What really annoyed many biologists was the repudiation of the concept of widespread “junk DNA” in the human genome. Commentary on behalf of the consortium had after all declared: “One of the more remarkable findings described in the consortium’s entrée paper (page 57) is that 80% of the genome contains elements linked to biochemical functions, despatching the widely held view that the human genome is mostly ‘junk DNA’” (Nature September 6/12 p. 52). So the good news was that the ‘deserts’ in the DNA were not junk after all. Another conclusion was that the regulatory system of gene expression in humans is vastly more complicated than we ever imagined!

A large number of other scientists in the field of DNA studies, now objected to every aspect of the ENCODE study. For a start, they did not like the systematic nature of the research. Systematic studies mean that the investigators approach the research without expectations as to what they will find. You might call their attitude neutral for purposes of the study. Thus every observation is equally welcome. Many scientists however prefer to see investigator initiated, hypothesis driven, more “creative” projects. In this case the investigator is asking a specific question and presumably hopes for a specific answer. Details not included in the scope of the question, will not necessarily be observed.

Closer examination reveals that in the present situation, many scientists object to the consortium’s unbiased approach to the data. One scientist (Sean Eddy) declared in his blog “ENCODE Says What?” that: “ENCODE is not actually trying to interpret their data in the light of current thinking about junk DNA, at least not in the actual paper.” (Cryptogenomicon September 8/12 p. 2) The current thinking, or course, is evolution based. He continued: “Personally, I don’t think we can understand genomes unless we try to recognize all the different, noisy, neutral evolutionary processes that work in them.” (p. 4) In a response to this blog, Glaudiu Bandea concurred: “Surprisingly, ENCODE theory is not explicitly immersed in one of the fundamental tenets of modern biology: Nothing in biology makes sense except in the light of evolution.” Yet another scientist (Phil Green) suggested that “We don’t exactly look competent when we confidently say first “junk” then “oops, no junk,” particularly when we were right the first time.”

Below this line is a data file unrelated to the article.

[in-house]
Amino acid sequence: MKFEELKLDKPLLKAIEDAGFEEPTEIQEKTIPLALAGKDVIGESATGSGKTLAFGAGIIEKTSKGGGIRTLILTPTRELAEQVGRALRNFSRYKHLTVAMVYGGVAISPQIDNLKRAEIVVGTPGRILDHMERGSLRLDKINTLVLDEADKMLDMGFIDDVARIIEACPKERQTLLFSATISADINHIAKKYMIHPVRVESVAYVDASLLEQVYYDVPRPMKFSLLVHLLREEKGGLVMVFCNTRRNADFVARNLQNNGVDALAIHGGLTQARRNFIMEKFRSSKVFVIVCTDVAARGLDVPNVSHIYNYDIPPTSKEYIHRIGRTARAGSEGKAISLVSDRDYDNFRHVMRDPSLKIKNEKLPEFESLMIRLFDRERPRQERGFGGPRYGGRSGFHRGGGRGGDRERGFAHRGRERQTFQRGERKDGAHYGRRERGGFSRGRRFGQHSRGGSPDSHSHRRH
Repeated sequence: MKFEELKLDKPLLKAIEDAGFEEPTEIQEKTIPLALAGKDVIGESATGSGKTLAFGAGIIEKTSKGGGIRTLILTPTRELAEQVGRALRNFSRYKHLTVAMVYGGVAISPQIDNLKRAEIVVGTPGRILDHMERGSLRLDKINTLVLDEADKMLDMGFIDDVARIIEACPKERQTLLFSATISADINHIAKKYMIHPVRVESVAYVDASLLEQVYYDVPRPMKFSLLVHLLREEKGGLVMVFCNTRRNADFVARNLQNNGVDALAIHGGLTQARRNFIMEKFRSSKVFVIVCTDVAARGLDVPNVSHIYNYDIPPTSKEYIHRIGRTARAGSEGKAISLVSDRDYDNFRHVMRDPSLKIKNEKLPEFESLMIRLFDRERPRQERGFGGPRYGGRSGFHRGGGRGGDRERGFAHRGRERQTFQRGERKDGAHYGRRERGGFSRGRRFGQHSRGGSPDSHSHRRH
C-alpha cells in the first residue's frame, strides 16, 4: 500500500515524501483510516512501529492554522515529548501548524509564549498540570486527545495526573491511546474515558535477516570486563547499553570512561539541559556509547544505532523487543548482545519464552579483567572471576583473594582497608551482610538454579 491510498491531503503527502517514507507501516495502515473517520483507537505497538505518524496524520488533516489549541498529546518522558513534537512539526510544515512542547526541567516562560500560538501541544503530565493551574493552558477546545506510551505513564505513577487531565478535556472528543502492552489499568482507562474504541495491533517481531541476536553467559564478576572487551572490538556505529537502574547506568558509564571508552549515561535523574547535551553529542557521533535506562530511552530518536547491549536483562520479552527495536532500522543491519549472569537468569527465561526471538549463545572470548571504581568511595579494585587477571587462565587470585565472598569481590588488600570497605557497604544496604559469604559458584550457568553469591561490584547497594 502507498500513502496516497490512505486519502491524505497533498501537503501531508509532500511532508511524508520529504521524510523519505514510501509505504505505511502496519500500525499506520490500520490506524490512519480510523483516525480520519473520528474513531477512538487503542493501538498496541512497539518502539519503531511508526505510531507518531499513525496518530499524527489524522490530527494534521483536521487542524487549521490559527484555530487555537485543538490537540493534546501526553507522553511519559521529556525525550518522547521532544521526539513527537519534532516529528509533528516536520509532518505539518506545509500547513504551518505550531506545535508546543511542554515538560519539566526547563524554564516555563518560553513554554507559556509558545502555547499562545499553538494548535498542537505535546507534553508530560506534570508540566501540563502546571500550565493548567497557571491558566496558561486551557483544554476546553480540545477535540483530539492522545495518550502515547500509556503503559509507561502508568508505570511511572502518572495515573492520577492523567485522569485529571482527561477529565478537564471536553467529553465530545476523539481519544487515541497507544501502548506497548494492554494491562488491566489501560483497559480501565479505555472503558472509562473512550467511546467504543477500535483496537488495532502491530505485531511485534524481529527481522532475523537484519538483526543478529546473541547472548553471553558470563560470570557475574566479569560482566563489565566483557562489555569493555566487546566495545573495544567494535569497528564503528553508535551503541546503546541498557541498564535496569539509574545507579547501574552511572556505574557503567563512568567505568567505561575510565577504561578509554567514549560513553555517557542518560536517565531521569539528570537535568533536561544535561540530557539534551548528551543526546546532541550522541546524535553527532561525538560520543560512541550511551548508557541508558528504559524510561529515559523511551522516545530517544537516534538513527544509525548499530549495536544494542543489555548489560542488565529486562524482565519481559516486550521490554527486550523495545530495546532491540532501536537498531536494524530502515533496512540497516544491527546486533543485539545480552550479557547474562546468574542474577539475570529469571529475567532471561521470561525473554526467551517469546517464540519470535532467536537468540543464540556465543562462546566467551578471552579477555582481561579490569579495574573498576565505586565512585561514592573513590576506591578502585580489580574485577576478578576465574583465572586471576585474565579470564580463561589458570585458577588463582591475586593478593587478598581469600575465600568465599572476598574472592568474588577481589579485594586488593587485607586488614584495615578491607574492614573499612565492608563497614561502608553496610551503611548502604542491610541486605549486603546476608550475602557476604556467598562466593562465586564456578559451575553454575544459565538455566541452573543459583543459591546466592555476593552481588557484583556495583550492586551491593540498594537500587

It is evident that the consortium approached the study without expectations of what they would find, while the critics insist on an evolutionary interpretation. The latter are thus more closely wedded to the idea of “junk” DNA. The critics begin their discussion by noting that 50% of the genome consists of small pieces of DNA that occur in multiple repetitive sequences, some of which have presumably changed location in the genome multiple times. By definition, they declare that these sequences are junk DNA. Whether those sequences have a function now or not, they say, is irrelevant to the discussion. Any present function, they declare, came from “co-option” or drafting of something for a new function. For example, it is like drafting cardboard boxes to function as chairs and tables. The boxes did not start out with these functions and they were not produced for those functions. But this does not prevent an enterprising person from drafting them for that purpose.